Generally, when people think of autism, their minds automatically conjure up of a picture of a male. And why is that the case? Well it’s pretty simple…in our society, autism is stereotypically associated with boys. Popular movies such as Rain Man, have helped to form our views by linking males with autism. How many movies can you think of that focus on females with autism? None? We also associate predominantly male characteristics, such as a focus on structures and technical systems with autistic behaviours. But most importantly of all, perhaps our stereotypical view is based on the fact that only 1 in 4 people diagnosed with autism are indeed female. Unfortunately these stereotypical views mean that autism therefore often goes unnoticed or undiagnosed in girls, leading to an emotional roller coaster for the child and their family.
So what is autism? According to Autism Spectrum Australia, “autism is a lifelong developmental condition that affects, among other things, the way an individual relates to his or her environment and their interaction with other people.” Because autism is on a spectrum, every person will experience a different degree of symptoms.
Image: Baylor University
Autism has a very real affect on a child’s experience within the classroom. Some children with autism will be able to work successfully within a mainstream classroom, with appropriate structures and strategies in place. Other children will require more specialised support. Generally, children suffering from autism will display difficulties with social communication and interaction, as well as repetitive or restricted behaviours and interests.
It’s so important for teachers to recognise that autism affects girls as well, and to ensure that it does not go undiagnosed within their classroom.
Image: The Autism News
A few years ago, I taught a young girl who had been diagnosed with autism. In general, she was able to participate fully in our class activities. However, her interests, or should I say, interest, was Star Wars. That’s it. In our writing sessions she would write about Star Wars, during reading sessions she would race through our class books so that she could read her Star Wars book, during maths I would find her counting her Star Wars figurines, and at recess and lunch she would sit on her own playing with those same Star Wars toys. Whenever her classmates would ask her if she would like to play with them, she would always look at them startled and reply ‘no, I’m playing Star Wars’. And if anyone asked to join her, they would usually be told ‘no, these are my Star Wars’.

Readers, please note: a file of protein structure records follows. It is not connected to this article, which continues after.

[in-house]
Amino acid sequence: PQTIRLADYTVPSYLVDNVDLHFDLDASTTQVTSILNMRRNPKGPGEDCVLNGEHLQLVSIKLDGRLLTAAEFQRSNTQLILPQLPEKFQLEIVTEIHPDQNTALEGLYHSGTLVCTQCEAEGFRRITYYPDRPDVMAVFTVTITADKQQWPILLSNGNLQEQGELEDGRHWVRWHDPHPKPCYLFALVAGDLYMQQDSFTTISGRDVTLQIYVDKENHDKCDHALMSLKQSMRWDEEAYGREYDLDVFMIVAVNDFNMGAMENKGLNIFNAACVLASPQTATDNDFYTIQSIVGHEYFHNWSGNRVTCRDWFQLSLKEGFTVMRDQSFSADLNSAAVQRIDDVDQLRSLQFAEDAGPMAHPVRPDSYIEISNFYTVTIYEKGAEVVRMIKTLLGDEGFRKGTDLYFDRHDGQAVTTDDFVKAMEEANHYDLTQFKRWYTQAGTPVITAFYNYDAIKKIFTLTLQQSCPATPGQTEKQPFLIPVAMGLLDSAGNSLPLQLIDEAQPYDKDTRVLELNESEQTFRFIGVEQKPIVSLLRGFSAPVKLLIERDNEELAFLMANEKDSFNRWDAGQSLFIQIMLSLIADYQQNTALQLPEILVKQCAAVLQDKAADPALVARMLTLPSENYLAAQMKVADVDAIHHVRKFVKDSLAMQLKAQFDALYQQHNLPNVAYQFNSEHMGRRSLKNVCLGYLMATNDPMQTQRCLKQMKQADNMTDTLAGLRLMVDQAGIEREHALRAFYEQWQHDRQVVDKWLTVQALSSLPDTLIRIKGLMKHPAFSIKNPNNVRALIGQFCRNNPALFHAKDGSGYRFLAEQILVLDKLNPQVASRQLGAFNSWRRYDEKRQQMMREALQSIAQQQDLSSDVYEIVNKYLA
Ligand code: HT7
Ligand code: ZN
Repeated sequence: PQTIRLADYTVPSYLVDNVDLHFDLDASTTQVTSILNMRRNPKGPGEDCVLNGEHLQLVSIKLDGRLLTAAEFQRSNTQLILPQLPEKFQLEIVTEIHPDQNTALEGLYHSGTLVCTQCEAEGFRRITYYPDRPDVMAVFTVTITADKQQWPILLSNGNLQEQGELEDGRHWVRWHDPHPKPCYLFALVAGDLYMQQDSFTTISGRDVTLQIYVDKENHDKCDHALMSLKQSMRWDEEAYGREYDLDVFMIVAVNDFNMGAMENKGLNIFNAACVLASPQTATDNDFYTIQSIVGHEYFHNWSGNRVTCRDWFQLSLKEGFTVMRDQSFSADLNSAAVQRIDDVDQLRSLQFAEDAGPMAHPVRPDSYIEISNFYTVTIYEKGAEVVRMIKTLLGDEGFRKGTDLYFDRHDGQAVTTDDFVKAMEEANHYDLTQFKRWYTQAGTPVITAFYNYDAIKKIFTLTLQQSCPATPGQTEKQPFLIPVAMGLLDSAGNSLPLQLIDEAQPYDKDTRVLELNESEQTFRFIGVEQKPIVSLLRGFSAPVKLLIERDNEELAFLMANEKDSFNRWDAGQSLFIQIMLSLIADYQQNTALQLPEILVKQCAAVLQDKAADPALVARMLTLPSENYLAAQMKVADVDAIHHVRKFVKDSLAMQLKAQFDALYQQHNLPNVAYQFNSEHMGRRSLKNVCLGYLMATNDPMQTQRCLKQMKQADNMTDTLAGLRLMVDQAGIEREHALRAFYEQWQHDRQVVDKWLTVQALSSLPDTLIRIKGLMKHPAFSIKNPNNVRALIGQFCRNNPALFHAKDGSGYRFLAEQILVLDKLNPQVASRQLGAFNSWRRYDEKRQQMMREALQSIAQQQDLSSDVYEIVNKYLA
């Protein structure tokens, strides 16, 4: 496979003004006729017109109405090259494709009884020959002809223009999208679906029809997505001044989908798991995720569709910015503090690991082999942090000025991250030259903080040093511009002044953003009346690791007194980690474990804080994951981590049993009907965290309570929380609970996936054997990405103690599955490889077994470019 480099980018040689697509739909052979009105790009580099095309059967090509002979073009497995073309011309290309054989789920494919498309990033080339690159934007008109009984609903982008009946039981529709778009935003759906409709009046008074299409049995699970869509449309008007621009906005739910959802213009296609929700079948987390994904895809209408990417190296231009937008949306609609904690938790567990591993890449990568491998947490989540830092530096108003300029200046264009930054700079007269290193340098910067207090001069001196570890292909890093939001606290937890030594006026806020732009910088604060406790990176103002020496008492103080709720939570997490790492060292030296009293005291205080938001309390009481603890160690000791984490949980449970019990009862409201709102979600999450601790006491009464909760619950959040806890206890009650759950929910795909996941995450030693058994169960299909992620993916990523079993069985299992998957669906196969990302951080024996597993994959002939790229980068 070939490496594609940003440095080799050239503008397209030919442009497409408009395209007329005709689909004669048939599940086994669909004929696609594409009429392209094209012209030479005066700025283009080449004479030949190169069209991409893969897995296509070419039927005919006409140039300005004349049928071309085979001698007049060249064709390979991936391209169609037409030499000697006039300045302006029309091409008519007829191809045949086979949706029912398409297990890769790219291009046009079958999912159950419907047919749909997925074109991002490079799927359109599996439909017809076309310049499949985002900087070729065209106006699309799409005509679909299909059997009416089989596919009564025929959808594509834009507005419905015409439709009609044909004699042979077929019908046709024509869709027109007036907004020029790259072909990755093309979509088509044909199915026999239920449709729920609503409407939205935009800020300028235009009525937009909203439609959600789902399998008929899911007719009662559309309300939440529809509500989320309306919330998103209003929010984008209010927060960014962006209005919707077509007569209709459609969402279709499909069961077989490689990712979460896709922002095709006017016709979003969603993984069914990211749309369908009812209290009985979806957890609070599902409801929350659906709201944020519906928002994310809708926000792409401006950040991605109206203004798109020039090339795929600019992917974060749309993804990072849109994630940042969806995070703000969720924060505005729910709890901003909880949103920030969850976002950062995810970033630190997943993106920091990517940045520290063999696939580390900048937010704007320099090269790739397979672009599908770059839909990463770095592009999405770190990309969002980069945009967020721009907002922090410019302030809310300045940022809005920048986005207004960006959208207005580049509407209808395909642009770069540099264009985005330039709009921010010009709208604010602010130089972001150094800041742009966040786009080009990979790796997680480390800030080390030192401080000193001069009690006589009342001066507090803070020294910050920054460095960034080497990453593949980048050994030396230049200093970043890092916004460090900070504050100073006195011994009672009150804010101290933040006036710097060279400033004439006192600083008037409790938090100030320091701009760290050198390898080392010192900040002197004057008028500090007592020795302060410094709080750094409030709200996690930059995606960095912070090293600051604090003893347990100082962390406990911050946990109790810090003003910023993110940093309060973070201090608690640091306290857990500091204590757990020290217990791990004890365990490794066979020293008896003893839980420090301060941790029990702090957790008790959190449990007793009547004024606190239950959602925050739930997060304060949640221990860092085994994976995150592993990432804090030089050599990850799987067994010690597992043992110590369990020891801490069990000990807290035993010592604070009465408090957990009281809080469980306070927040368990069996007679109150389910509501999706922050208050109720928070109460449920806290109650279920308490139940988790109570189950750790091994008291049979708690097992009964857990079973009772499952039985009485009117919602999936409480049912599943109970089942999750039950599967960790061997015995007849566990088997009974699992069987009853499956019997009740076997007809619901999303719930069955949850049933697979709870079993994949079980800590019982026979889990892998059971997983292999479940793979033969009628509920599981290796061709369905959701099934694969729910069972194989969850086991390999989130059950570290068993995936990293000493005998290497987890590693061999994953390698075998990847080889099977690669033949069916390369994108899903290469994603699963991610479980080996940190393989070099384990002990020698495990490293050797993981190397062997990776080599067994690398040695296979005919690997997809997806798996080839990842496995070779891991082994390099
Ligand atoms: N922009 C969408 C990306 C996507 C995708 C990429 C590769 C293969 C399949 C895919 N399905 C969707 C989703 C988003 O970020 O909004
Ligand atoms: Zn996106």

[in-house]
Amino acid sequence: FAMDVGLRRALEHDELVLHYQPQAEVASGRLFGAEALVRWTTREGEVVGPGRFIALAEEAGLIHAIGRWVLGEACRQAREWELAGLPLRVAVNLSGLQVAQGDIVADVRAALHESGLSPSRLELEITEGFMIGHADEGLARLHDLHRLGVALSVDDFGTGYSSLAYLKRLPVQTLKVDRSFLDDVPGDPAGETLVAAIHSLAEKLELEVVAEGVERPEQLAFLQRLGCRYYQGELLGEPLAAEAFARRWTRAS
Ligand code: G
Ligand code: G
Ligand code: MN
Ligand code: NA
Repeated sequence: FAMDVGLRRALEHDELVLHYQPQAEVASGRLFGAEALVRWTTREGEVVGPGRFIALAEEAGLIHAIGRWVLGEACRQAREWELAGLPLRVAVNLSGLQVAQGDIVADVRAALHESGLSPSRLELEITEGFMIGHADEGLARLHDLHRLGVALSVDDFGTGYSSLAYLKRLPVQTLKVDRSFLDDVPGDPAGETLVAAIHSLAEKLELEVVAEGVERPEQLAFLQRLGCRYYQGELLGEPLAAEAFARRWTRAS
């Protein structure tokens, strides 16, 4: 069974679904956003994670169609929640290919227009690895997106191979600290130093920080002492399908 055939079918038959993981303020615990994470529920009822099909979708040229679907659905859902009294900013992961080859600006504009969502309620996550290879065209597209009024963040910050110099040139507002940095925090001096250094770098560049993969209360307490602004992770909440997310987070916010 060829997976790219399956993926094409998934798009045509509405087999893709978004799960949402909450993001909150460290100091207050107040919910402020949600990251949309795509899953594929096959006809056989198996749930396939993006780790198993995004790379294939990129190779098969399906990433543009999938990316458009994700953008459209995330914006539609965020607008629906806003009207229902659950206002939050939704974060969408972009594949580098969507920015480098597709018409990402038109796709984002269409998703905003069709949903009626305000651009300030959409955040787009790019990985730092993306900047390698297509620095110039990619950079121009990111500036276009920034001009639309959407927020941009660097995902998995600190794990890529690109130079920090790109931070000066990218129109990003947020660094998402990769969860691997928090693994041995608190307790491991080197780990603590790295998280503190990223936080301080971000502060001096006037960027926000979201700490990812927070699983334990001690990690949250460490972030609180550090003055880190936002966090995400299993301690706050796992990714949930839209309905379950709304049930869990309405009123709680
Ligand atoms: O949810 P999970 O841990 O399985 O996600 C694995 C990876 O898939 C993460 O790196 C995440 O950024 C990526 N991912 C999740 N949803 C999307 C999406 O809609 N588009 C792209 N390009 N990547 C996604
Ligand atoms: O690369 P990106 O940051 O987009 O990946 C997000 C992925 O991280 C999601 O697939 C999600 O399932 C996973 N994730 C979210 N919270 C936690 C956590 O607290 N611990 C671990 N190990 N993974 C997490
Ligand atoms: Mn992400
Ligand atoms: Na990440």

This was a very, very intelligent child. She was at the top of the class academically and yet she had very little understanding of what was going on socially around her and found it incredibly difficult to communicate with her classmates. She would often end up in fits of tears, lashing out or screaming at another child simply because she didn’t understand something (usually a social interaction) that had happened in the playground or the classroom. This child demonstrated the classic behaviours of autism, but that didn’t mean that she had to struggle at school. It just mean’t that I had to change the way I taught her. I implemented strategies that improved the structure of the class. We had timetables for EVERYTHING! I gave her a clock for her desk so that she knew exactly what the time was and how long until the next session (this worked really well in improving productivity during each session!). I also started teaching social stories to the class. We would use storyboards and act out different social situations.
Image: Georgia Tech
Having a child diagnosed with autism in my class changed the way I taught. It sure did. But every other child in my class changed the way I taught too. That’s what it means to be a teacher – you adjust your teaching to suit the strengths, weaknesses and learning styles of every single individual child.
Thankfully, this beautiful little girl in my grade was one of the lucky ones. Her parents had noticed certain behaviours and taken her to a specialised doctor who had diagnosed her as being on the autism spectrum. Had she not been diagnosed, this little darling would have struggled through school, with her parents and teachers lacking the skills and strategies needed to teach her effectively. Through her diagnosis, we were empowered and given the information we needed to be able to ensure that she could succeed in the classroom.
Just think, if autism goes undiagnosed in females, then too many of these beautiful little girls are not getting the educational support and strategies that they need to thrive. We need to push our stereotypical views of autism being associated only with ‘boys’ to the side, and see it for what it is… a developmental condition that can affect anyone, regardless of their gender. If we don’t move past our preconceived ideas, then we are doing a disservice to so many little girls out there – which to me, is totally unacceptable.